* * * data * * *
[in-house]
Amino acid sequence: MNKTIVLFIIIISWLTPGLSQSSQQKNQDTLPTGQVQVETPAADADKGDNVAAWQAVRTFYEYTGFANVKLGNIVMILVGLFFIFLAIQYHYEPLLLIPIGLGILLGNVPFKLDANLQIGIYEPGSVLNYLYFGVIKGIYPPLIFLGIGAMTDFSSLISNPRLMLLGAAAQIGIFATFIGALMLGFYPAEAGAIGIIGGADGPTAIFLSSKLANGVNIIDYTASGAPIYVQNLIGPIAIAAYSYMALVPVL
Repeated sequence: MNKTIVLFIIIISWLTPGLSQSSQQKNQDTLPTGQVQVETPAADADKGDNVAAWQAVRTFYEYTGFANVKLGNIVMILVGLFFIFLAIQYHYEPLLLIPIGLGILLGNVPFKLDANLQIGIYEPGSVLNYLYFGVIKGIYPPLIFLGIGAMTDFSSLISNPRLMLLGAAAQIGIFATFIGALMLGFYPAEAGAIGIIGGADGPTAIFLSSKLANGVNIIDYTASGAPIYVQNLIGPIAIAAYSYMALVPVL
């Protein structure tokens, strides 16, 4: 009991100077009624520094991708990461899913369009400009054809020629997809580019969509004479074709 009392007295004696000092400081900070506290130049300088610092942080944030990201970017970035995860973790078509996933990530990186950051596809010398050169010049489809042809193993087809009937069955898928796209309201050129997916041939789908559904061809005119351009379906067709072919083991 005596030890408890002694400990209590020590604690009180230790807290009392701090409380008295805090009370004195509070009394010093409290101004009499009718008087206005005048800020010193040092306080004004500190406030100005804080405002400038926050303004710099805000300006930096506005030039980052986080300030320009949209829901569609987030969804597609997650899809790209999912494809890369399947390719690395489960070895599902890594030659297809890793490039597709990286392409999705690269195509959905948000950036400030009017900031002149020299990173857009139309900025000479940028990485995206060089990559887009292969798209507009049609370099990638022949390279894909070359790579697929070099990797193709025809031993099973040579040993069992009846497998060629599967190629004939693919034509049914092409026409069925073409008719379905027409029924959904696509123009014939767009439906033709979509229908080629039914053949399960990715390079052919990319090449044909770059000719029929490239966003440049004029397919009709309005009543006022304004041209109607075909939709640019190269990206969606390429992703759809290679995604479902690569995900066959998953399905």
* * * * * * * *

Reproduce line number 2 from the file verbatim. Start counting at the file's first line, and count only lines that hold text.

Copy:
Amino acid sequence: MNKTIVLFIIIISWLTPGLSQSSQQKNQDTLPTGQVQVETPAADADKGDNVAAWQAVRTFYEYTGFANVKLGNIVMILVGLFFIFLAIQYHYEPLLLIPIGLGILLGNVPFKLDANLQIGIYEPGSVLNYLYFGVIKGIYPPLIFLGIGAMTDFSSLISNPRLMLLGAAAQIGIFATFIGALMLGFYPAEAGAIGIIGGADGPTAIFLSSKLANGVNIIDYTASGAPIYVQNLIGPIAIAAYSYMALVPVL